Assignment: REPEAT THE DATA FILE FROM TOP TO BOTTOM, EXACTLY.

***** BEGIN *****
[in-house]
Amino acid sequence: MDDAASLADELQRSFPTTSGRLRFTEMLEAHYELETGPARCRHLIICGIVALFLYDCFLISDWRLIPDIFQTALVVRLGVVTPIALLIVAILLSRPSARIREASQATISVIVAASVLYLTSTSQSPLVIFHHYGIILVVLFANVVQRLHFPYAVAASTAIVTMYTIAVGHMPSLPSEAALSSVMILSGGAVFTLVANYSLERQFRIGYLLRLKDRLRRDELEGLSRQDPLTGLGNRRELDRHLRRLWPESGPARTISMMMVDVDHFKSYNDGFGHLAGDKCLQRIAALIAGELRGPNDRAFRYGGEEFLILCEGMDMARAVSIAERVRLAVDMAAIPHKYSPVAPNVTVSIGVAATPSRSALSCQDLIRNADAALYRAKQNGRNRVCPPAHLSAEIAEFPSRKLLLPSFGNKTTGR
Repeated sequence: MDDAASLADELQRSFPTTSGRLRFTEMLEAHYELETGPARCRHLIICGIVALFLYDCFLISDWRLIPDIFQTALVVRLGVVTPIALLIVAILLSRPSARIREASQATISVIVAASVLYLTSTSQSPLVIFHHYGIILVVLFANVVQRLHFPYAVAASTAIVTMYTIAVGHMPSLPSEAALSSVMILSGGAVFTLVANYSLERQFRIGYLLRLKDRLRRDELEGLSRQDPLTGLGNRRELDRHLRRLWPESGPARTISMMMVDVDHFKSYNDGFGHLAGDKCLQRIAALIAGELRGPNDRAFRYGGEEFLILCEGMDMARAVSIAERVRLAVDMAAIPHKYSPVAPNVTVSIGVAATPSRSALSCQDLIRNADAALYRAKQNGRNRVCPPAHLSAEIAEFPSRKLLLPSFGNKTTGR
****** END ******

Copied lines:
[in-house]
Amino acid sequence: MDDAASLADELQRSFPTTSGRLRFTEMLEAHYELETGPARCRHLIICGIVALFLYDCFLISDWRLIPDIFQTALVVRLGVVTPIALLIVAILLSRPSARIREASQATISVIVAASVLYLTSTSQSPLVIFHHYGIILVVLFANVVQRLHFPYAVAASTAIVTMYTIAVGHMPSLPSEAALSSVMILSGGAVFTLVANYSLERQFRIGYLLRLKDRLRRDELEGLSRQDPLTGLGNRRELDRHLRRLWPESGPARTISMMMVDVDHFKSYNDGFGHLAGDKCLQRIAALIAGELRGPNDRAFRYGGEEFLILCEGMDMARAVSIAERVRLAVDMAAIPHKYSPVAPNVTVSIGVAATPSRSALSCQDLIRNADAALYRAKQNGRNRVCPPAHLSAEIAEFPSRKLLLPSFGNKTTGR
Repeated sequence: MDDAASLADELQRSFPTTSGRLRFTEMLEAHYELETGPARCRHLIICGIVALFLYDCFLISDWRLIPDIFQTALVVRLGVVTPIALLIVAILLSRPSARIREASQATISVIVAASVLYLTSTSQSPLVIFHHYGIILVVLFANVVQRLHFPYAVAASTAIVTMYTIAVGHMPSLPSEAALSSVMILSGGAVFTLVANYSLERQFRIGYLLRLKDRLRRDELEGLSRQDPLTGLGNRRELDRHLRRLWPESGPARTISMMMVDVDHFKSYNDGFGHLAGDKCLQRIAALIAGELRGPNDRAFRYGGEEFLILCEGMDMARAVSIAERVRLAVDMAAIPHKYSPVAPNVTVSIGVAATPSRSALSCQDLIRNADAALYRAKQNGRNRVCPPAHLSAEIAEFPSRKLLLPSFGNKTTGR